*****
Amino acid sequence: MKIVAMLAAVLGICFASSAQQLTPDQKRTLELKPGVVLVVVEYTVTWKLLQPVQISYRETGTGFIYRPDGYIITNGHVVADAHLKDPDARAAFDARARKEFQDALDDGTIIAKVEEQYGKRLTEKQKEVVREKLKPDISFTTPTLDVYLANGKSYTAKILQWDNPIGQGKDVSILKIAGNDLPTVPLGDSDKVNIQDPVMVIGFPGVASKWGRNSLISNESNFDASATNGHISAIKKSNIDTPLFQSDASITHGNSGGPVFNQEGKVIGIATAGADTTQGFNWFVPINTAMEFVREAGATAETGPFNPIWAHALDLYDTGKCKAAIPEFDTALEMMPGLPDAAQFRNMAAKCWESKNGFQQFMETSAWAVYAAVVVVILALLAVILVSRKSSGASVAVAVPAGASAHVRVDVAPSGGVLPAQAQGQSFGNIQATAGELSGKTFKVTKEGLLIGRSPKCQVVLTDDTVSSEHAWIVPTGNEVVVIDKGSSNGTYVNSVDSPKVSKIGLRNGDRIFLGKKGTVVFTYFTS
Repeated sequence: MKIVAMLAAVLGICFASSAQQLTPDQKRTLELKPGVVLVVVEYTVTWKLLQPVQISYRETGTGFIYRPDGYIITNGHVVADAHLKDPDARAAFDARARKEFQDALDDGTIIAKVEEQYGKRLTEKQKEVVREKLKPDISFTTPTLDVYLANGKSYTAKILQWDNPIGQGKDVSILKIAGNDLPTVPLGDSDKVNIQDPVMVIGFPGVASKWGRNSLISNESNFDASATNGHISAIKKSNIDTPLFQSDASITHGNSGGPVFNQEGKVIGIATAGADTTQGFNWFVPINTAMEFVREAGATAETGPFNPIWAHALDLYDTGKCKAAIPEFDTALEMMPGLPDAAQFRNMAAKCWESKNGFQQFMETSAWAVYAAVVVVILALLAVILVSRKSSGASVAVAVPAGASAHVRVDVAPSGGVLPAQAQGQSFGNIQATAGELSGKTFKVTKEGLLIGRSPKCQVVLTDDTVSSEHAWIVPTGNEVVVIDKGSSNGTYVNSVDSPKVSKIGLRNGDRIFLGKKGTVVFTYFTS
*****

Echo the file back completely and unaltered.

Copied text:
Amino acid sequence: MKIVAMLAAVLGICFASSAQQLTPDQKRTLELKPGVVLVVVEYTVTWKLLQPVQISYRETGTGFIYRPDGYIITNGHVVADAHLKDPDARAAFDARARKEFQDALDDGTIIAKVEEQYGKRLTEKQKEVVREKLKPDISFTTPTLDVYLANGKSYTAKILQWDNPIGQGKDVSILKIAGNDLPTVPLGDSDKVNIQDPVMVIGFPGVASKWGRNSLISNESNFDASATNGHISAIKKSNIDTPLFQSDASITHGNSGGPVFNQEGKVIGIATAGADTTQGFNWFVPINTAMEFVREAGATAETGPFNPIWAHALDLYDTGKCKAAIPEFDTALEMMPGLPDAAQFRNMAAKCWESKNGFQQFMETSAWAVYAAVVVVILALLAVILVSRKSSGASVAVAVPAGASAHVRVDVAPSGGVLPAQAQGQSFGNIQATAGELSGKTFKVTKEGLLIGRSPKCQVVLTDDTVSSEHAWIVPTGNEVVVIDKGSSNGTYVNSVDSPKVSKIGLRNGDRIFLGKKGTVVFTYFTS
Repeated sequence: MKIVAMLAAVLGICFASSAQQLTPDQKRTLELKPGVVLVVVEYTVTWKLLQPVQISYRETGTGFIYRPDGYIITNGHVVADAHLKDPDARAAFDARARKEFQDALDDGTIIAKVEEQYGKRLTEKQKEVVREKLKPDISFTTPTLDVYLANGKSYTAKILQWDNPIGQGKDVSILKIAGNDLPTVPLGDSDKVNIQDPVMVIGFPGVASKWGRNSLISNESNFDASATNGHISAIKKSNIDTPLFQSDASITHGNSGGPVFNQEGKVIGIATAGADTTQGFNWFVPINTAMEFVREAGATAETGPFNPIWAHALDLYDTGKCKAAIPEFDTALEMMPGLPDAAQFRNMAAKCWESKNGFQQFMETSAWAVYAAVVVVILALLAVILVSRKSSGASVAVAVPAGASAHVRVDVAPSGGVLPAQAQGQSFGNIQATAGELSGKTFKVTKEGLLIGRSPKCQVVLTDDTVSSEHAWIVPTGNEVVVIDKGSSNGTYVNSVDSPKVSKIGLRNGDRIFLGKKGTVVFTYFTS